Trying to figure out the how much civil asset forfeiture is taking place in Mississippi isn’t easy. The state’s laws don’t require law enforcement agencies to keep records, and what few records are available don’t reveal the whole picture.
According to an extensive survey by Mississippi Watchdog of biennial financial audits of the state’s 82 counties either carried out or contracted by state auditor Stacey Pickering’s office, more than $36 million was collected in “fines and forfeitures” by county officials in the three years worth of reports available covering the years 2013 to 2015.
But there’s no way to tell how much of each was collected, when the seizures occurred, whether criminal action was associated with it and what was the final disposition of the property or cash.
The story is much the same at the city level.
The auditor’s office performs biennial audits — both with in-house accountants and outside firms — of the finances of cities and towns. Many of those surveyed by Mississippi Watchdog had only a “fines” entry listed under revenues. Here are some of the results of a survey of the most recent data available from some of the state’s larger cities:
- Jackson had $3.1 million in fines and forfeitures in 2014.
- Biloxi received $370,100 in seized property in 2014.
- Southaven took in $2.4 million in fines listed on its revenues in 2014, but no entry for forfeitures was listed
- Gulfport had $1.48 million in fines and forfeitures in 2015.
- Oxford had $814,362 in fines and forfeitures in 2014.
- Meridian had $859.667 in fines and forfeitures in 2014.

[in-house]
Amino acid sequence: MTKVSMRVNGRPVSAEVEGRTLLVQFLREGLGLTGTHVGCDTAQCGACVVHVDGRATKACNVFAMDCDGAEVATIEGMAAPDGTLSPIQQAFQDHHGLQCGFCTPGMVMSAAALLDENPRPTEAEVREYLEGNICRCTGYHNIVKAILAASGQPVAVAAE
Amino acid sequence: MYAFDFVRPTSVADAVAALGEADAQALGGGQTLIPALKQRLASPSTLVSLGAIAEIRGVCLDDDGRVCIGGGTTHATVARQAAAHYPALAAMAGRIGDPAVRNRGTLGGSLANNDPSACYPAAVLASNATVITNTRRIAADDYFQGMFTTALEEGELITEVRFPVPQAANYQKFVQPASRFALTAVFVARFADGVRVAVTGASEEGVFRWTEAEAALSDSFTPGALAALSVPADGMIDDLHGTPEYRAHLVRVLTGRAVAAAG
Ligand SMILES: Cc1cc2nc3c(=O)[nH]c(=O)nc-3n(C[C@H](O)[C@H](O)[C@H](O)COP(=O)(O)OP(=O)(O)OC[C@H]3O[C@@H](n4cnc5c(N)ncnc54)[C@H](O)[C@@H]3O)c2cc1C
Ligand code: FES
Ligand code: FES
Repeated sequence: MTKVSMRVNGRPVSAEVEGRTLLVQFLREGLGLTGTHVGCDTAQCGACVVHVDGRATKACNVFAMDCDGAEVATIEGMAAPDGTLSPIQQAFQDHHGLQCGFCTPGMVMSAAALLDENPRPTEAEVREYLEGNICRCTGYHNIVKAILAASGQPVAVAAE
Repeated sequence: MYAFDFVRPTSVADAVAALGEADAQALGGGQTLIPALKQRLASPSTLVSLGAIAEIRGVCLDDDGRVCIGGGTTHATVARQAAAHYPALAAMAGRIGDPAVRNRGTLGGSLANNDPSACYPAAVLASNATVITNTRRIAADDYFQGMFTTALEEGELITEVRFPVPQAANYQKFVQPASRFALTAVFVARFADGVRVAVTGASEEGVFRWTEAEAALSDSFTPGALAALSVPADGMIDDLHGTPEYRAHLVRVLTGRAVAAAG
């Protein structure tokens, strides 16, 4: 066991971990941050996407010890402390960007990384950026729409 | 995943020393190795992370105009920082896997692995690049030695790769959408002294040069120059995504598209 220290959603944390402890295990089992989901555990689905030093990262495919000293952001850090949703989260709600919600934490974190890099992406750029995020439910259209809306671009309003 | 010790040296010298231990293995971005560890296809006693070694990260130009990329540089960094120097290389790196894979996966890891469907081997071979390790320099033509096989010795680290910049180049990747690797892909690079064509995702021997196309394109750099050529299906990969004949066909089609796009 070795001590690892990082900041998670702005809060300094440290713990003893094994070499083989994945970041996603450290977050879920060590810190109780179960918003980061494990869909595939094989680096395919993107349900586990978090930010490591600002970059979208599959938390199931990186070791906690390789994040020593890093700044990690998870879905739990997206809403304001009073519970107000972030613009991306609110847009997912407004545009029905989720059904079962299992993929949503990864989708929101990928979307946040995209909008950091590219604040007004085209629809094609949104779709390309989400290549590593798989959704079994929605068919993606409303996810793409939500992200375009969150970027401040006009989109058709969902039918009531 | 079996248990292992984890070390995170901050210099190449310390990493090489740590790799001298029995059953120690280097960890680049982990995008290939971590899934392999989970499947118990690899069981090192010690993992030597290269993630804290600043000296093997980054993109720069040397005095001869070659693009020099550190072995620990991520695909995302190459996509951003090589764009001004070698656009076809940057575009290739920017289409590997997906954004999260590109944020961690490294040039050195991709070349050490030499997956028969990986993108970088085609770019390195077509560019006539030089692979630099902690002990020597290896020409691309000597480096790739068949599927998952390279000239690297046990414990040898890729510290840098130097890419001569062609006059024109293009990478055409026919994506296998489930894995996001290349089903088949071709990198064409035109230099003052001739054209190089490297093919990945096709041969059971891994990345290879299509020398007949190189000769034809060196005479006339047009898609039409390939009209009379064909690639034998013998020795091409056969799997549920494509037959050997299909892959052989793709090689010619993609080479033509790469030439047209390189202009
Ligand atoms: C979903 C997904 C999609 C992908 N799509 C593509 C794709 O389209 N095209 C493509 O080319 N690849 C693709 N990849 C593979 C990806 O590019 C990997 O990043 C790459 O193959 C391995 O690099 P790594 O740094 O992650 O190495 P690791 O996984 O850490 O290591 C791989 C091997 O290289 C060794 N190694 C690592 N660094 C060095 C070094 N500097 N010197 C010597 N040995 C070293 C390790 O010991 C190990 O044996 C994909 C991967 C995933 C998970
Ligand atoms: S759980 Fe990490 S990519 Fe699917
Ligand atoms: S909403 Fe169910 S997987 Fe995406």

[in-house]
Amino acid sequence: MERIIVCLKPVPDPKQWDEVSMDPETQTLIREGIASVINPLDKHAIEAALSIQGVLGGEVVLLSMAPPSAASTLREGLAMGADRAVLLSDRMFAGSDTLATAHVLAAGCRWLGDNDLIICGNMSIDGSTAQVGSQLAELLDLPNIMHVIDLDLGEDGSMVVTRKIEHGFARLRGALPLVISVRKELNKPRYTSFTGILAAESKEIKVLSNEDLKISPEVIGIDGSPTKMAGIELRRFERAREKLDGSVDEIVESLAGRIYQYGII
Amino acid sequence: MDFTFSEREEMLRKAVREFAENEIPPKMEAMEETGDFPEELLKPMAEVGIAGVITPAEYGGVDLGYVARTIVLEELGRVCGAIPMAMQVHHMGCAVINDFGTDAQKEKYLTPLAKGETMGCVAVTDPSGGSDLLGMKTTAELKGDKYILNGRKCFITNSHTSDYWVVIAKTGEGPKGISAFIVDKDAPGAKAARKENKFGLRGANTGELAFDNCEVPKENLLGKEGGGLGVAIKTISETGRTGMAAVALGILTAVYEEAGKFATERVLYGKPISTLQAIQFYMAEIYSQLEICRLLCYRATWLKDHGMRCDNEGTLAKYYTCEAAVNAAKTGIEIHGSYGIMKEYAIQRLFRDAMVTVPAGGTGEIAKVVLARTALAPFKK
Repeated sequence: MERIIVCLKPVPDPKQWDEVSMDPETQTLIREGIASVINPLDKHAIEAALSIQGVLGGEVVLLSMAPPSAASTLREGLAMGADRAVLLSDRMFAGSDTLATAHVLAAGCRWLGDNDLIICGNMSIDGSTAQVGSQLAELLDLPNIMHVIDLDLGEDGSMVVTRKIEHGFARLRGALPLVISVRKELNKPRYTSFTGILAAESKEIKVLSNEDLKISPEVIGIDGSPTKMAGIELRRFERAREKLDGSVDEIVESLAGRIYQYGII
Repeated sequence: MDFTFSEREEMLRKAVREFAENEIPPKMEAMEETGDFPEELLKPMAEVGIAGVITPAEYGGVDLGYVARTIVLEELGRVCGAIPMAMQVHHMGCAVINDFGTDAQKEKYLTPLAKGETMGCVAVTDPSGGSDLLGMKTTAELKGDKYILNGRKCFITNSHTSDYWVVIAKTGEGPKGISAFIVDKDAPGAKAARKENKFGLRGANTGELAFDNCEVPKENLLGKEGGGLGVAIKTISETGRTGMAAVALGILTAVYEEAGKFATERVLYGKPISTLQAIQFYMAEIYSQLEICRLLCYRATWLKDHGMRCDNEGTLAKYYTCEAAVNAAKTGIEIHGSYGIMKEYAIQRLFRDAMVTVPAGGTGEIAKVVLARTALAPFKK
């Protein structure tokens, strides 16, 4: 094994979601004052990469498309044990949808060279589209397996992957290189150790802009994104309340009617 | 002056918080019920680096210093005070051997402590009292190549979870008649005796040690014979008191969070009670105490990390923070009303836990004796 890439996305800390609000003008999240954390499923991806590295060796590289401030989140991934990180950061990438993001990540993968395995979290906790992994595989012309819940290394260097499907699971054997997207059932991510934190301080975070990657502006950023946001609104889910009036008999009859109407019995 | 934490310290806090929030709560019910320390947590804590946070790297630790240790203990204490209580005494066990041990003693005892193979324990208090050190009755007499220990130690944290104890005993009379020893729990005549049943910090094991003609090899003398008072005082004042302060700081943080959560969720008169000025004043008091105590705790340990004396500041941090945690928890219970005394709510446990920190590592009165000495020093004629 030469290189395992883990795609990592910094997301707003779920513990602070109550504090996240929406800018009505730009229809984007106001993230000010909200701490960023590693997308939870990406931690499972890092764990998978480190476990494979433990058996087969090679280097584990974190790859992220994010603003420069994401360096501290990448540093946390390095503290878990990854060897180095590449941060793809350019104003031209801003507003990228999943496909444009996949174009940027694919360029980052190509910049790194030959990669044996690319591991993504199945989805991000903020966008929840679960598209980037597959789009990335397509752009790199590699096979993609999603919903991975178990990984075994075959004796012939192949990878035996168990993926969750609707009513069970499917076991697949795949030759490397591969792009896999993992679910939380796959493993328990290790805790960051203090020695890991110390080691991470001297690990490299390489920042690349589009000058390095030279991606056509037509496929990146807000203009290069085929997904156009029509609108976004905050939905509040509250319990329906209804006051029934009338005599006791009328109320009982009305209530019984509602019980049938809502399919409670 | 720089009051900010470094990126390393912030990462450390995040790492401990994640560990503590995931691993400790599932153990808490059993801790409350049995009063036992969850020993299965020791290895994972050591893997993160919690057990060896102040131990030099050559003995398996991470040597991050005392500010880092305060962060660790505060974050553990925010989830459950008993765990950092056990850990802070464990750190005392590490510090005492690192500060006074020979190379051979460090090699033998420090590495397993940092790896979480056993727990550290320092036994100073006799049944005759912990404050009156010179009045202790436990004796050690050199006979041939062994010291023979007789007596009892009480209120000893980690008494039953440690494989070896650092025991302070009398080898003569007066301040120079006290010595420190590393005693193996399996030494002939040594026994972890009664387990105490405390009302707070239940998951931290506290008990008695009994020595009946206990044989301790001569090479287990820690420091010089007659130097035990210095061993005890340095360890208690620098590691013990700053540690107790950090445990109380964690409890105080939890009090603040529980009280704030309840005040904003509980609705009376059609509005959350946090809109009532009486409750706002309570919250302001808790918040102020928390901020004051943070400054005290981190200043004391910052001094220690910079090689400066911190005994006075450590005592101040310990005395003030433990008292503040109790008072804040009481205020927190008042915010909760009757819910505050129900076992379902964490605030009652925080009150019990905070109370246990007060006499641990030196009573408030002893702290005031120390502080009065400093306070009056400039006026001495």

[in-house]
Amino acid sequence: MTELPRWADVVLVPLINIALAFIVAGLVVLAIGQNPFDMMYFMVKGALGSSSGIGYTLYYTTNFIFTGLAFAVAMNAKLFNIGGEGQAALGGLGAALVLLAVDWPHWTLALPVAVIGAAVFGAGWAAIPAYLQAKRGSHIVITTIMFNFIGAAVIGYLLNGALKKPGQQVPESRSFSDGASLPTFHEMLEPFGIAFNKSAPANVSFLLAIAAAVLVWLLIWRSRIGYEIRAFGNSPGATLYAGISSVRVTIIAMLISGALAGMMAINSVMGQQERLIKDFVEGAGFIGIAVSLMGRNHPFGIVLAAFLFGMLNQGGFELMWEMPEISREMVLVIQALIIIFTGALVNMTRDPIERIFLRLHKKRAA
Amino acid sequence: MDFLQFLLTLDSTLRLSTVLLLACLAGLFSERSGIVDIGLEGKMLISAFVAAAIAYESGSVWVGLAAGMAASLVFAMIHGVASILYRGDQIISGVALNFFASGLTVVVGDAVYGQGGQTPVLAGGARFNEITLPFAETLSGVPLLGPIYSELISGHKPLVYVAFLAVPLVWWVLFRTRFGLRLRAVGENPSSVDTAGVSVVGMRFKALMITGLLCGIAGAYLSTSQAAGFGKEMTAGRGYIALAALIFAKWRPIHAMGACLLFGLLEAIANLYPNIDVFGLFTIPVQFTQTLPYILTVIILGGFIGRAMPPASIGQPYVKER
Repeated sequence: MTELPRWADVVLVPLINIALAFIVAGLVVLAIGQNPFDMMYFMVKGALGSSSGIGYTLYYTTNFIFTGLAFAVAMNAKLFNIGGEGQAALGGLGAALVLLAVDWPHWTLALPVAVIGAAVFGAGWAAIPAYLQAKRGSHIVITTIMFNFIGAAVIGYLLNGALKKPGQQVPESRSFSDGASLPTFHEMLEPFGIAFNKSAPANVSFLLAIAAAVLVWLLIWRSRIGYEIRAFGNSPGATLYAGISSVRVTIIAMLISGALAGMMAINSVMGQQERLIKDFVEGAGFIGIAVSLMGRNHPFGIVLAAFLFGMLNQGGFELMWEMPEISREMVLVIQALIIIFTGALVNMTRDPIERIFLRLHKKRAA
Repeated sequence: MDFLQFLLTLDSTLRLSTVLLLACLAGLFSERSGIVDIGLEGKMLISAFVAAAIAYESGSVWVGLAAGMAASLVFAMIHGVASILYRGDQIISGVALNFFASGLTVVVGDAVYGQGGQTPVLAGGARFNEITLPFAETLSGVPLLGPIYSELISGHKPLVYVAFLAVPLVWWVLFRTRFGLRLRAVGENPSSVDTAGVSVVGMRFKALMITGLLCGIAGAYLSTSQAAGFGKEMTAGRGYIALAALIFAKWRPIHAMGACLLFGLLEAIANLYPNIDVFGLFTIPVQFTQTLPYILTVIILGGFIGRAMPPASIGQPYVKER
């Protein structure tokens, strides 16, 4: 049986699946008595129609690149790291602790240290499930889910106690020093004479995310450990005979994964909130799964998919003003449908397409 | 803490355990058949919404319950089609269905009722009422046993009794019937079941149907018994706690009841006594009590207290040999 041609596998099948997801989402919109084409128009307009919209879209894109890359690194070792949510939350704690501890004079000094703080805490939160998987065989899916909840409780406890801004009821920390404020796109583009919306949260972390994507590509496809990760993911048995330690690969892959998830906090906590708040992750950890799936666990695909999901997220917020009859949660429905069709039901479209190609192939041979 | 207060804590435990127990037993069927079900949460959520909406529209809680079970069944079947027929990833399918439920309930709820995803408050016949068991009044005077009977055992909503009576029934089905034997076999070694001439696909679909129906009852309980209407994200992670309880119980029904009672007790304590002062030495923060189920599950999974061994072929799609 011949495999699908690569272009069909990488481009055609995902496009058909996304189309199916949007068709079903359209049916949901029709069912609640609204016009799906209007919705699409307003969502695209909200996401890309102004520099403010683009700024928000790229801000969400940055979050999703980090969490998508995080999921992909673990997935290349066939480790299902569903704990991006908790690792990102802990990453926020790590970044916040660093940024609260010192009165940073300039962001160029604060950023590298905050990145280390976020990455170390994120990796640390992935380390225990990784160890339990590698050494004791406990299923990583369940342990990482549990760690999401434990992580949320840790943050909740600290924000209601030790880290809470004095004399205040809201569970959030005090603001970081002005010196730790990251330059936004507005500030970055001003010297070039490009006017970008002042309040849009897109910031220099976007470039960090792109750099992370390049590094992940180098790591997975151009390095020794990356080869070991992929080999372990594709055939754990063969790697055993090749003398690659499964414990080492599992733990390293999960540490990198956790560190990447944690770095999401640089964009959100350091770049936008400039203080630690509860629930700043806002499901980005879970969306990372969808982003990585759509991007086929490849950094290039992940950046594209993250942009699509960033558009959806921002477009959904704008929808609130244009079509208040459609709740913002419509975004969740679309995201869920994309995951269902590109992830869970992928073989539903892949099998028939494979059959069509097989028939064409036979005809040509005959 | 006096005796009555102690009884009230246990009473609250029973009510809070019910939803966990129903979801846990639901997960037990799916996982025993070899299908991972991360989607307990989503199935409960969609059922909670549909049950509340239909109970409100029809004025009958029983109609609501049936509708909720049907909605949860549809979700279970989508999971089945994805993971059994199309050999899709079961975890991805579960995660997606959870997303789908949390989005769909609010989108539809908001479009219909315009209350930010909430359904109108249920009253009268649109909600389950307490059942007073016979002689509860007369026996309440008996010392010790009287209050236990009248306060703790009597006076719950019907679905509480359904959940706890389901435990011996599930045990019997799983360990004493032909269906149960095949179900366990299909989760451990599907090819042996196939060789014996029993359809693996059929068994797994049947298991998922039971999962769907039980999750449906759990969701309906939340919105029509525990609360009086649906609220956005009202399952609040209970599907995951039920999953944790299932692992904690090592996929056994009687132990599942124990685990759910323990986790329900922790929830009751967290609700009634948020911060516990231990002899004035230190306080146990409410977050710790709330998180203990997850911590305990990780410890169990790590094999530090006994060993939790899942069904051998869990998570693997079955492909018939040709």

- Tupelo had more than $1.3 million worth of seizures and fines in 2014.
- Clinton expects to land $396,000 in fines and forfeitures this budget year after receiving 381,000 last year.
Property owners are given 30 days to file an answer requesting the return of their seized property, which is done through a civil proceeding. Under state law, if a property owner doesn’t file a motion, the court hears evidence on whether the property is subject to forfeiture. Also, while a criminal conviction in Mississippi requires proof beyond a reasonable doubt, civil asset forfeiture requires only a preponderance of evidence, a lower standard.
The original version of a measure considered by the legislature in the most recent session, House Bill 1410, would have required every law enforcement agency to keep accurate records of the seized assets and submit annually to the Department of Public Safety. Departments would have been responsible for posting them for public inspection on a website it was supposed to build and maintain.
Instead, the bill was watered down to simply create a task force, and Gov. Phil Bryant signed it into law.
The report from the Civil Asset Forfeiture Task Force, which has met twice and will likely meet again in the coming weeks, is due to the governor in December. Information from the state’s law enforcement agencies is due to the task force by Aug. 15.
The last time anyone in state government took a serious look at the civil asset forfeiture system was in 1991, when the Legislature’s Joint Committee on Performance Evaluation and Expenditure Review said in a report that “laws governing the distribution of forfeited assets are not uniform and allow prosecutors to choose the provision most likely to result in a favorable distribution of assets.”
This story was changed to reflect the Civil Asset Forfeiture Task Force’s deadline for its final report due to the governor